Hardwork and ambition

Thirty-seven-year-old Kareaua Karokoua has had a short but ambitious career in trucking. It was 2010 when Kare and his wife Eritebwa Mauteka moved to New Zealand from the tiny mid-Pacific Island nation of Kiribati. But Kare didn’t immediately find himself in the driving seat. In fact, he’s only been driving for about five years.

“I had to find a job offer when we arrived, which was hard. But I was lucky to find a job at Perry Metals in 2011. I worked there as a labourer for five years, operating the gantry cranes, which gave me the feeling for using cranes,” he explains. “But I didn’t want to be stuck there all my life. I wanted to be out earning more money.”

Kare’s cousin was a truck driver, and he encouraged him to get his licence. It was an idea Kare liked, and he started putting the wheels in motion while continuing his day job at Perry Metals.

“At Christmas, everyone took time off, but I kept going. The next year, I booked my course and took my annual leave for two weeks then,” he says.

As soon as Kare achieved his class 2, he started looking for driving jobs and got one with Nick Pemberton Construction. “That’s where I started my trucking experience. When I got my class 4, finding a permanent job became a lot easier. There was heaps of opportunity.”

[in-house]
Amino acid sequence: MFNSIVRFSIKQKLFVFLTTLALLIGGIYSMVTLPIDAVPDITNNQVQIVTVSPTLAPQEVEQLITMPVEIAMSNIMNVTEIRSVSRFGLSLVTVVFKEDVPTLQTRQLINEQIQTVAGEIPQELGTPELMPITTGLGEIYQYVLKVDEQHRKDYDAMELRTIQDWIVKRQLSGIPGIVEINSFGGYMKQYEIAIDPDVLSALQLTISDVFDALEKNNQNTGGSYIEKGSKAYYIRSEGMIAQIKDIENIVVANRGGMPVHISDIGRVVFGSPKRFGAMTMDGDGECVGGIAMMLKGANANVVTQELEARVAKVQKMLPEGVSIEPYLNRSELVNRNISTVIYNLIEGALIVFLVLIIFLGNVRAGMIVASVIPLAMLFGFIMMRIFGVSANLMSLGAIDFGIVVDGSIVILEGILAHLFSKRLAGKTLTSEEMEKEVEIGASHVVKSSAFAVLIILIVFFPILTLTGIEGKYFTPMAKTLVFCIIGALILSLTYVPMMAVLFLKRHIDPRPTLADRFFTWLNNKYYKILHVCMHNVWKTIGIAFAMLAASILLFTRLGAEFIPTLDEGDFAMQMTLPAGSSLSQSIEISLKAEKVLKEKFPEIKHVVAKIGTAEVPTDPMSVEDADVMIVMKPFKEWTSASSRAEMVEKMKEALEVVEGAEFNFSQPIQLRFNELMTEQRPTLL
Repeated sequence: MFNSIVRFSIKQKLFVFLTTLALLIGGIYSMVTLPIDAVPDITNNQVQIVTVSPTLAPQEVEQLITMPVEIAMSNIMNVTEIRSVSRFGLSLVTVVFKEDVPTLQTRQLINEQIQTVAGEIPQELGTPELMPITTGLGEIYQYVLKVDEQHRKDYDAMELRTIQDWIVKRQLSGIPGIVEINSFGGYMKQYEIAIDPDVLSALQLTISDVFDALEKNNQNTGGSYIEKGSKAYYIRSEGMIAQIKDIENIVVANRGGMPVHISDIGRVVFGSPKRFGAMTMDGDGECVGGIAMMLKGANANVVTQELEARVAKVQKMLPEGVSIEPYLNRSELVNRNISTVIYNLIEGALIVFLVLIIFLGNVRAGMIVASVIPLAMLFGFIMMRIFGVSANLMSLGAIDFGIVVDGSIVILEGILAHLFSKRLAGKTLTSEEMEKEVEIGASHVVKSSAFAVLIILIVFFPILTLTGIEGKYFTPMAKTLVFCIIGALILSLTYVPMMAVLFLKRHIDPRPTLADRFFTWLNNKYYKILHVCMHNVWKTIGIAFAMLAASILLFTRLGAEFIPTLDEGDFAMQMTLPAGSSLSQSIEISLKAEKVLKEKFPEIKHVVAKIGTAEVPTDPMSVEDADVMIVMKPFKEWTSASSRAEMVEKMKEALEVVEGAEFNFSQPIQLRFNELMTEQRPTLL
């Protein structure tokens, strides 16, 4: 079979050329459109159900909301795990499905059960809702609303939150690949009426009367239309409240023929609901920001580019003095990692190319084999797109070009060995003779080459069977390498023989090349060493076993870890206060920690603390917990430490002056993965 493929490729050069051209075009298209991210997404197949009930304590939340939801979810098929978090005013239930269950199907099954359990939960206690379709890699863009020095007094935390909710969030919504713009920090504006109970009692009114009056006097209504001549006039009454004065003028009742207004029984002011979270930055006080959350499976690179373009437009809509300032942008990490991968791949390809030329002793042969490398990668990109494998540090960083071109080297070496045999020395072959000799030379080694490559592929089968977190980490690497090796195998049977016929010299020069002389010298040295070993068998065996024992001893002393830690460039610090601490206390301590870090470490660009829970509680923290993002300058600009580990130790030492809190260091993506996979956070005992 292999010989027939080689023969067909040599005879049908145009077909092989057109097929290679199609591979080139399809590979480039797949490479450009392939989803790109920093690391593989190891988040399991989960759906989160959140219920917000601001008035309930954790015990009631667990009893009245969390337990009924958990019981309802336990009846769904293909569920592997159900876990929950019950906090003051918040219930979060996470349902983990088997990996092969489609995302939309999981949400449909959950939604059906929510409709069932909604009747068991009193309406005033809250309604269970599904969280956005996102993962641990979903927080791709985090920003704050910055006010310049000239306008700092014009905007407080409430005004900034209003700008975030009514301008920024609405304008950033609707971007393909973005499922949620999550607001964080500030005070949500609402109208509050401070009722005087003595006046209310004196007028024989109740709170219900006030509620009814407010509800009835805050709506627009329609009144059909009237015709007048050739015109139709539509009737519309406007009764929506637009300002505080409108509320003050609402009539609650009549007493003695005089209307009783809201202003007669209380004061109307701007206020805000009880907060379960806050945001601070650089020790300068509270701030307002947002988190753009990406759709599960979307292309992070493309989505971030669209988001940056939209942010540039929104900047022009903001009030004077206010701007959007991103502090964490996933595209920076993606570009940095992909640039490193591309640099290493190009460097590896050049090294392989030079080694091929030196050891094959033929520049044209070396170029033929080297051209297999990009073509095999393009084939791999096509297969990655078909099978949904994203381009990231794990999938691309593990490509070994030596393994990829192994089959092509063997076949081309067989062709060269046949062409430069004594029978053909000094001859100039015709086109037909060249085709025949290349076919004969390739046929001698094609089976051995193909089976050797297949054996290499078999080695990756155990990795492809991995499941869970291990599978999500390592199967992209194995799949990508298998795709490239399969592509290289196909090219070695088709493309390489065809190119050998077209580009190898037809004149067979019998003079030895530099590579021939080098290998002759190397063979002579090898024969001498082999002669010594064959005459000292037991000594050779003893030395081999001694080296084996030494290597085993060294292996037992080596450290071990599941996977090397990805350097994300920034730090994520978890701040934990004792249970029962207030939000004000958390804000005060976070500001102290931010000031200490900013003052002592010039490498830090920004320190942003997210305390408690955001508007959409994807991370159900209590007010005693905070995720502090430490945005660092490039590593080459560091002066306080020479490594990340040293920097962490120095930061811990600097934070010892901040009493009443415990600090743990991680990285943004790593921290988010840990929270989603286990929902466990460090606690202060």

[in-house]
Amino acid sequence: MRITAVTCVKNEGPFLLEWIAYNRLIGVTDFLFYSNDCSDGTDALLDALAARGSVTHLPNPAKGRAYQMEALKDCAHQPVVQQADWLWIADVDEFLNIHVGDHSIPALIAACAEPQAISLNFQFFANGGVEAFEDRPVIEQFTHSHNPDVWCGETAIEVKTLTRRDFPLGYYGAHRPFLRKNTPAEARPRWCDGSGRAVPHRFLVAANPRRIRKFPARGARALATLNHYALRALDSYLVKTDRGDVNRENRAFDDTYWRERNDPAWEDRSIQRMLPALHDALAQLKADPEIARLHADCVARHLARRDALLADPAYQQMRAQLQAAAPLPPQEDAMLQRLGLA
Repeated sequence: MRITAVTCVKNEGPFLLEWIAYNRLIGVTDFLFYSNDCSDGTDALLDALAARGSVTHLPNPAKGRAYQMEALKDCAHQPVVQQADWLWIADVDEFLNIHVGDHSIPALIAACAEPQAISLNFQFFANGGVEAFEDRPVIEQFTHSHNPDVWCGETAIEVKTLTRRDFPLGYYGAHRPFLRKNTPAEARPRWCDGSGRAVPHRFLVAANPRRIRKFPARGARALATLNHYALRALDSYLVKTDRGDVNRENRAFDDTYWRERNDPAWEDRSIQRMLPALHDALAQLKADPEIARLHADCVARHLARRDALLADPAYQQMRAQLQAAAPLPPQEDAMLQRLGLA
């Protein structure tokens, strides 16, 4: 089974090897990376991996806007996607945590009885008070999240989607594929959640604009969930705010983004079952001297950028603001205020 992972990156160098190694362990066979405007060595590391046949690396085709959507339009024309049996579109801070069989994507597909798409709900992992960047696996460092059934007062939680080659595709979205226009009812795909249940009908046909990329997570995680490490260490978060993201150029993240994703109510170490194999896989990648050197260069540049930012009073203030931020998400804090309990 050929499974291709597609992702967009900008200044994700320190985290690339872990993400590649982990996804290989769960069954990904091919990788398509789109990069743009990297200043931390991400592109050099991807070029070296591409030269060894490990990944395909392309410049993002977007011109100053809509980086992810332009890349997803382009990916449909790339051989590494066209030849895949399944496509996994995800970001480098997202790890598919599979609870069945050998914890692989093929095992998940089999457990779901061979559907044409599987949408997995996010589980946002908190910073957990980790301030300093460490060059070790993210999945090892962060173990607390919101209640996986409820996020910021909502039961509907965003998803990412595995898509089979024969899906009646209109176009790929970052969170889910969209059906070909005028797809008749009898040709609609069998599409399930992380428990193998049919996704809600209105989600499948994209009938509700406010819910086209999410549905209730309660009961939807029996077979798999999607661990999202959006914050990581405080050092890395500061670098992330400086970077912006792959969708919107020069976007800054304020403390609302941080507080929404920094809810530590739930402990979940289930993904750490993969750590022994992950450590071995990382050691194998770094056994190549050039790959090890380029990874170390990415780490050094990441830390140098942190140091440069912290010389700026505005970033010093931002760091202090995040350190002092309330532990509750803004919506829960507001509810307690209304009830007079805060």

After a stint with CV Compton, Kare moved to Total Access, but soon he had the desire to get his trailer licence. “I sorted that out myself as well. I approached my boss, but he said I’d have to wait as the company didn’t have class-5 jobs available. So, I said, ‘All good. I’ll pay for it myself.’

“I’ve spent a lot of money on trucking. But I really enjoy it, so I don’t mind the expense of paying for the licences.”

While working at Total Access, Kare looked for class-5 driving jobs and applied at Les Harrison Transport about 18 months ago. “I really like it here; they look after me.

“My class-5 experience started here. Driving with a trailer wasn’t easy at first. But I’d practised every weekend – never missed one – until I started to get the idea and got the feeling for it,” Kare explains.

Kare has five kids (the oldest at school in Kiribati) and hopes some might follow him into driving. “Maybe my sons, but I don’t know about the girls,” he says with a laugh. “The kids enjoy sitting in the trucks; it’s a good experience for them. Even if customers’ kids like the trucks, I let them sit inside and take a photo.”